Why is the sex in serious, critically acclaimed fiction so often sad, mad or bad; adulterous, incestuous or otherwise felonious, and disproportionately disappointing for characters who are female, non-Anglo and/or QUILTBAG with consequences that are bittersweet, tragic or catastrophic?
In the pop culture age of Beyonce, Taylor Swift, Admiral Michelle Howard, U.S. Army Rangers Capt. Kristen Griest & 1 st Lt. Shaye Haver, Ashley Nell Tipton, robust engagement and growth of the members in the Society of Women Engineers, and more female college undergrads than male in the U.S. and many other countries, why are women still judged according to their relationship status, physical appearance and body weight more than for their intelligence and accomplishments?
When the switch from singular to plural gets lost in translation Observation: Spell check doesn't work in a vacuum, and there are reasons why some cute reusable totes end up getting sold at the dollar store.
For many reasons the public library is one of my favorite places to visit. (Blerdy = black + nerdy!) It's quiet, except during children's story time, but hearing all those high-pitched voices oohing and aahing as the tale unfolds is the cheerful sound of future readers. Plus, they're young kids. Their behavior gets viewed with some leniency due to their youth. Lately, whiny adults have been harshing my usual library buzz with their complaints about how loudly other patrons are tapping the keys on their keyboards. (Earbuds exist for a reason.) Another so-called adult loudly and repeatedly complained that she shouldn't need to wait in the queue for the next available computer because some people were only playing games and should get bumped from their seats in favor of people who need to do work. (Um, the library's been open for hours; you should have come earlier.) With silent (It's the library!) cheers from the nearby patrons, the librarian scolded this narcis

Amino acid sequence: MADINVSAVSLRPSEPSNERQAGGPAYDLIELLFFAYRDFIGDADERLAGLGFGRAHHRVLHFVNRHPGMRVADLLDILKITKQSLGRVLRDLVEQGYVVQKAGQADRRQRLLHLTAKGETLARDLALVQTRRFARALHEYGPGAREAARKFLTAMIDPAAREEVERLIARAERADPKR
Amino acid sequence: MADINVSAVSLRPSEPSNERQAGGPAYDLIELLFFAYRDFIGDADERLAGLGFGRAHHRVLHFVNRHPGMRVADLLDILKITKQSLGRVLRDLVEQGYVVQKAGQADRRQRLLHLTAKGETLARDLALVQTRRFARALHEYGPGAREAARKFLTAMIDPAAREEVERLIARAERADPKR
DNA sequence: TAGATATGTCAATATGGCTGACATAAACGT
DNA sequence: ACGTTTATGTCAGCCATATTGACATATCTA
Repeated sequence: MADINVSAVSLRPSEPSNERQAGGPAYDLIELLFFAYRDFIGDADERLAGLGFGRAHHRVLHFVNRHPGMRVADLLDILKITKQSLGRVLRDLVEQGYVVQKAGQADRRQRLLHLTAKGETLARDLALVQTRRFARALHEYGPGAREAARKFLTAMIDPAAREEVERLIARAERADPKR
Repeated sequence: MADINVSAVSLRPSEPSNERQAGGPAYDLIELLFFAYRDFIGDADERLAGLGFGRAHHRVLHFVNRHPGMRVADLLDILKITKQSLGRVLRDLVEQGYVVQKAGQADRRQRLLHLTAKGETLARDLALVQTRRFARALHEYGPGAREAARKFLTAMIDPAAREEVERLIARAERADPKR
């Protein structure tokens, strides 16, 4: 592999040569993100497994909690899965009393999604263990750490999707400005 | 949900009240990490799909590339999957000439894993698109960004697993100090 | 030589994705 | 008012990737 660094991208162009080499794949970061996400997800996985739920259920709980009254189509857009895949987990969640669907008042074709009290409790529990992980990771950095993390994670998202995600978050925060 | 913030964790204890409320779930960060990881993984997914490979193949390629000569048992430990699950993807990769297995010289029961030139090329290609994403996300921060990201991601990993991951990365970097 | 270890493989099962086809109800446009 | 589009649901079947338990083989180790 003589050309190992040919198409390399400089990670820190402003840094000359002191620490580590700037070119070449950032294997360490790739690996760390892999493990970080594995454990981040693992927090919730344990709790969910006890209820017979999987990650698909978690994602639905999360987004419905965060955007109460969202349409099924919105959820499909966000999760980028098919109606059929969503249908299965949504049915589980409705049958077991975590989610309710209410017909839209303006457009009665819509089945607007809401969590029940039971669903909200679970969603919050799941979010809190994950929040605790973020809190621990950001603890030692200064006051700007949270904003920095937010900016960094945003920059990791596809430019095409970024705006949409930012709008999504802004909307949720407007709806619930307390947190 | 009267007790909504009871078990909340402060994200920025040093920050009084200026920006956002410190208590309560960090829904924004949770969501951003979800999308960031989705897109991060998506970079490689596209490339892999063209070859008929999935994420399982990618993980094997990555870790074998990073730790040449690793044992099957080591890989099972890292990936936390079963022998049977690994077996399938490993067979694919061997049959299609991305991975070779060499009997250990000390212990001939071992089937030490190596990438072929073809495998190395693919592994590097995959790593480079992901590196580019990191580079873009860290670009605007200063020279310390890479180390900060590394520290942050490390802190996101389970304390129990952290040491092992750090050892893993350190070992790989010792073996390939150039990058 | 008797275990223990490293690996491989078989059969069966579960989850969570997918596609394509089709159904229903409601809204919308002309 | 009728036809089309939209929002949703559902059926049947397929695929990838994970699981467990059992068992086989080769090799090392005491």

Grown-Ups Getaway Giveaway Hello, Reading has been a brain escape for me since my dad used silly voices at bedtime to enact each character from my collection of Dr. Seuss books. The launch of Dodging Eros, Through Past, Present and Pleasure by Private Moments Publishing (an imprint of 5 Prince Publishing) seems like the perfect opportunity to offer reviewers and readers a chance to win a mini-retreat from the demands of being a grown-up and to focus on the pleasures of being a consenting adult. Giveaway Details: A mid-week, 3-day/2-night getaway for two adults (both at least 18 years old) Entry period will run from 12:01 a.m. ET Monday, January 4, 2016 until at least 10 reviews of Dodging Eros are posted to Goodreads and Amazon.(1) Winner will be chosen by random drawing, and announced on the Blerdy Binge Reader blog (BlerdyBingeReader.blogspot.com) and posted to the Cardyn Brooks Facebook page by 30 days after the mini